Finding Home in OAR

When I deployed to Afghanistan in 2007 for 15 months as an Airborne Medic, I travelled with hundreds of pounds of gear. Most of it was to keep me alive or to keep my fellow paratroopers alive. That’s what I joined the military to do, save lives. But over the course of my fifteen-month deployment, I discovered I couldn’t care for others if I couldn’t care for myself. Music was my outlet.

I travelled to Afghanistan with two CDs. One was from a band called OAR. I knew that their music relaxed me and helped me escape the long days. What I didn’t know is that they would become the soundtrack to my life.

I joined the Army with my best friend Jeff in 2004. He’s the one that introduced me to OAR. Unfortunately, he was killed in Iraq in 2009.

I earned a Bronze Star in Afghanistan on November 10 when, while under fire, I saved the life of a French soldier who had been shot in the head. After getting him on the bird, I had a couple hours before my next mission. I listened to OAR to help stop my hands from shaking so I could go back out and treat more patients.

I came home from deployment after an RPG hit the right side of my humvee. I was unable to spell my own name, could barely speak, and had to walk with a cane. Immediately after leaving the hospital, I drove to see OAR in concert and stood in line on my cane for six hours to get to the front row. This weekend, on September 11, I was fortunate enough to see OAR again at Red Rocks in Colorado.


War and military service have shaped my life. I’ve seen the best of times from saving lives. And I’ve seen the worst from losing lives and coming home disabled at 22. I’ve gained new battle buddies in the veterans space and helped better my community of veterans. And I’ve lost battle buddies to suicide. But one thing that has remained constant is OAR–throughout all the good times and bad times.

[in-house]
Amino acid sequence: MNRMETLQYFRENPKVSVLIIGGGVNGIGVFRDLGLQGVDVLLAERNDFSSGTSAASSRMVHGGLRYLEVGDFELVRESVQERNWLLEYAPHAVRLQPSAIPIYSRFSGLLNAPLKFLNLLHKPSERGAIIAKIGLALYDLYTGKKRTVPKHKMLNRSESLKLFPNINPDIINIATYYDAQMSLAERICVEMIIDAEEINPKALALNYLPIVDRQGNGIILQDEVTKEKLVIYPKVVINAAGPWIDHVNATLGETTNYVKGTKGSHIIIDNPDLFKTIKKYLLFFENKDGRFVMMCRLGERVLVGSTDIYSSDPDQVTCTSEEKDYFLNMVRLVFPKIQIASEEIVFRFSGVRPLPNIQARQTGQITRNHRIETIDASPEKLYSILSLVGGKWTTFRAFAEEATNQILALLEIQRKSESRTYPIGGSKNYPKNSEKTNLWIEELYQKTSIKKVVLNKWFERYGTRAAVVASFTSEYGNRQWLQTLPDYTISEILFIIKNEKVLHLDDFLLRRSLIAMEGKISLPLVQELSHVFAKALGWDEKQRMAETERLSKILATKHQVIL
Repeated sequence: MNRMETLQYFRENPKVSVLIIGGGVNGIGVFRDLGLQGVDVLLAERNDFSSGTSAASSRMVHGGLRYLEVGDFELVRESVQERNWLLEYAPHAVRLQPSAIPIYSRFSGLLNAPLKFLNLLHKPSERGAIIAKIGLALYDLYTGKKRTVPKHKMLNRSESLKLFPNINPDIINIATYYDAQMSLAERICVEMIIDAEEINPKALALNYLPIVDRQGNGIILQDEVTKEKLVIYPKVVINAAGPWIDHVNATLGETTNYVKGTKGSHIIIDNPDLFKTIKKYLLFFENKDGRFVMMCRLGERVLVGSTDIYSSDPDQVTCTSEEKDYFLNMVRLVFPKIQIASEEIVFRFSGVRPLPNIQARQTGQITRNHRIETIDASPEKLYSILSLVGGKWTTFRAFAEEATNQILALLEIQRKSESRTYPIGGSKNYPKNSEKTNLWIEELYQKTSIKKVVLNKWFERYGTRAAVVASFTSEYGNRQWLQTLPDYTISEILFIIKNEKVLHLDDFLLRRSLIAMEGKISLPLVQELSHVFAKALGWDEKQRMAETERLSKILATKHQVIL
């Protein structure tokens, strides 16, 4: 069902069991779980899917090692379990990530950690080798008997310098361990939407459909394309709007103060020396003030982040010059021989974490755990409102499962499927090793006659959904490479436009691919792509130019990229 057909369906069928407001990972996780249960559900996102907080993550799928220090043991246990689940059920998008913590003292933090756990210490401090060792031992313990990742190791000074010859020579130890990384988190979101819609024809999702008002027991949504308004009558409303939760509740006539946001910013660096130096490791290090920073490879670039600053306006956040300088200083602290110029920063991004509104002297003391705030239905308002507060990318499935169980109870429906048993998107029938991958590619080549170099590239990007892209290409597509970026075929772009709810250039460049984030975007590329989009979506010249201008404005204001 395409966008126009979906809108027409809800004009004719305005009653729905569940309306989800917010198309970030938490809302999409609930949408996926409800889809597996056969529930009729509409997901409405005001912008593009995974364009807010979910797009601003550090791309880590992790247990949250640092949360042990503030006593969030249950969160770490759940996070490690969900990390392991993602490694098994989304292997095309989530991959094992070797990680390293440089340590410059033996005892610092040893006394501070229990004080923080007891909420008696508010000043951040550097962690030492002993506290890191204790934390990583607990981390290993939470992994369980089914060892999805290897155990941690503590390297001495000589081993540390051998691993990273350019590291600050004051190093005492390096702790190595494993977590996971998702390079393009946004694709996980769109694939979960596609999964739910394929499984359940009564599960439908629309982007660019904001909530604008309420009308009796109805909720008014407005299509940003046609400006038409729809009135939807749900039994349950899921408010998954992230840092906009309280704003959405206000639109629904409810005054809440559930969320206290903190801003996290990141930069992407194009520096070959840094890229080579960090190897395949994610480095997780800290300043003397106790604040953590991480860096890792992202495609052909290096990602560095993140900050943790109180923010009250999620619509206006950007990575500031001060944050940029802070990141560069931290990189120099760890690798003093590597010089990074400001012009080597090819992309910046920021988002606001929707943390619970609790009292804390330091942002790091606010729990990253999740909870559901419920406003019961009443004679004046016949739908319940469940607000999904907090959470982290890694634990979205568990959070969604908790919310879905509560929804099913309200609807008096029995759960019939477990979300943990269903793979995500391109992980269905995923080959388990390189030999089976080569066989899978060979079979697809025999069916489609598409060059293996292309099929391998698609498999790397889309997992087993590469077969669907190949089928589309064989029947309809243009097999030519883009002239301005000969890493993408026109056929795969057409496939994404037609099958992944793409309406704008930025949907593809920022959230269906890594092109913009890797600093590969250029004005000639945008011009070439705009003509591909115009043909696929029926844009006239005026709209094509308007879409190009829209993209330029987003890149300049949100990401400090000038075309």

Because of their partnership with IAVA, veterans are getting the services the need. While OAR didn’t serve with an M4, they’re serving in other ways. They’re raising awareness of veterans issues by playing veteran PSAs before their concerts. Hell, the lead singer introduced IAVA before he introduced himself or the band. They even stopped the concert to encourage the crowd to text to donate. And they’re engaging their fan base to raise money. Bumper stickers aren’t eliminating veteran homelessness or curbing suicide. But they can help support IAVA’s vital advocacy, assistance and awareness efforts.

Just like the OAR song, I feel home. After so many trials and tribulations from my all-American journey as a veteran, this past September 11, I felt home. I felt home amongst the thousands of people, veterans and civilians, that came together to stand and unite on such a memorable anniversary of such a tragedy. There were no bombs or protests. No anger or fighting. No politics. Just people letting go and focusing on togetherness and love in the form of music by a band that has supported this Warrior since day one.

So if you haven’t checked out OAR, what are you waiting for? Start with “War Song” or “52-50.” Both songs are derived from their experience with veterans and on USO tours. And if you’re looking to meet other veterans in your area, become an IAVA member today so you join an event in your area and help your community.

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